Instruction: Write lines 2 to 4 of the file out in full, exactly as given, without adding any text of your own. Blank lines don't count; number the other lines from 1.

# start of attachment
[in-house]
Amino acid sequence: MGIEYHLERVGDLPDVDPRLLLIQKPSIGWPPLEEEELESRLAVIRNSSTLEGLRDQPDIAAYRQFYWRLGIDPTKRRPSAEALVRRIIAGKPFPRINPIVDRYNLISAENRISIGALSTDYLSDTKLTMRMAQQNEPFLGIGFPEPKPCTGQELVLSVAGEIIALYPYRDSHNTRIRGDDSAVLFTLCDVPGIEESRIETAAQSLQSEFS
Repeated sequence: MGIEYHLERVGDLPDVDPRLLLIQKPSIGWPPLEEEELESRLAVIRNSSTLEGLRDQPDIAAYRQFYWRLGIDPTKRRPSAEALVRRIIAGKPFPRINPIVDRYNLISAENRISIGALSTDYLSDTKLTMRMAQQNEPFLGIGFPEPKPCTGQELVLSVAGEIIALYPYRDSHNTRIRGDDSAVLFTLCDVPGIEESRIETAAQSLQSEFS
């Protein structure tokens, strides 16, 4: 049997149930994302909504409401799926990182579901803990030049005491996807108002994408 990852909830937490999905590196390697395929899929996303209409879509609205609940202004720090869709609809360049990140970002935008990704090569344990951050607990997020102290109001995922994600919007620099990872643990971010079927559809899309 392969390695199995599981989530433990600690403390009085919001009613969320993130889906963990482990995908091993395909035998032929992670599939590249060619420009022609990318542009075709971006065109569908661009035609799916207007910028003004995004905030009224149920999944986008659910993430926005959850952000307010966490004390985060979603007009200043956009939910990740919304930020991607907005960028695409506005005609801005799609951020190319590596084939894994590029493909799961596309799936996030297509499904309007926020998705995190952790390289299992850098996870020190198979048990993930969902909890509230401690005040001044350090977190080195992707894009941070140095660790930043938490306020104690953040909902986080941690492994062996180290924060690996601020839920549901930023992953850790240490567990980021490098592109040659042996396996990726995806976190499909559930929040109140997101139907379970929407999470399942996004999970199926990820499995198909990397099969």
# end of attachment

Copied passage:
Amino acid sequence: MGIEYHLERVGDLPDVDPRLLLIQKPSIGWPPLEEEELESRLAVIRNSSTLEGLRDQPDIAAYRQFYWRLGIDPTKRRPSAEALVRRIIAGKPFPRINPIVDRYNLISAENRISIGALSTDYLSDTKLTMRMAQQNEPFLGIGFPEPKPCTGQELVLSVAGEIIALYPYRDSHNTRIRGDDSAVLFTLCDVPGIEESRIETAAQSLQSEFS
Repeated sequence: MGIEYHLERVGDLPDVDPRLLLIQKPSIGWPPLEEEELESRLAVIRNSSTLEGLRDQPDIAAYRQFYWRLGIDPTKRRPSAEALVRRIIAGKPFPRINPIVDRYNLISAENRISIGALSTDYLSDTKLTMRMAQQNEPFLGIGFPEPKPCTGQELVLSVAGEIIALYPYRDSHNTRIRGDDSAVLFTLCDVPGIEESRIETAAQSLQSEFS
């Protein structure tokens, strides 16, 4: 049997149930994302909504409401799926990182579901803990030049005491996807108002994408 990852909830937490999905590196390697395929899929996303209409879509609205609940202004720090869709609809360049990140970002935008990704090569344990951050607990997020102290109001995922994600919007620099990872643990971010079927559809899309 392969390695199995599981989530433990600690403390009085919001009613969320993130889906963990482990995908091993395909035998032929992670599939590249060619420009022609990318542009075709971006065109569908661009035609799916207007910028003004995004905030009224149920999944986008659910993430926005959850952000307010966490004390985060979603007009200043956009939910990740919304930020991607907005960028695409506005005609801005799609951020190319590596084939894994590029493909799961596309799936996030297509499904309007926020998705995190952790390289299992850098996870020190198979048990993930969902909890509230401690005040001044350090977190080195992707894009941070140095660790930043938490306020104690953040909902986080941690492994062996180290924060690996601020839920549901930023992953850790240490567990980021490098592109040659042996396996990726995806976190499909559930929040109140997101139907379970929407999470399942996004999970199926990820499995198909990397099969």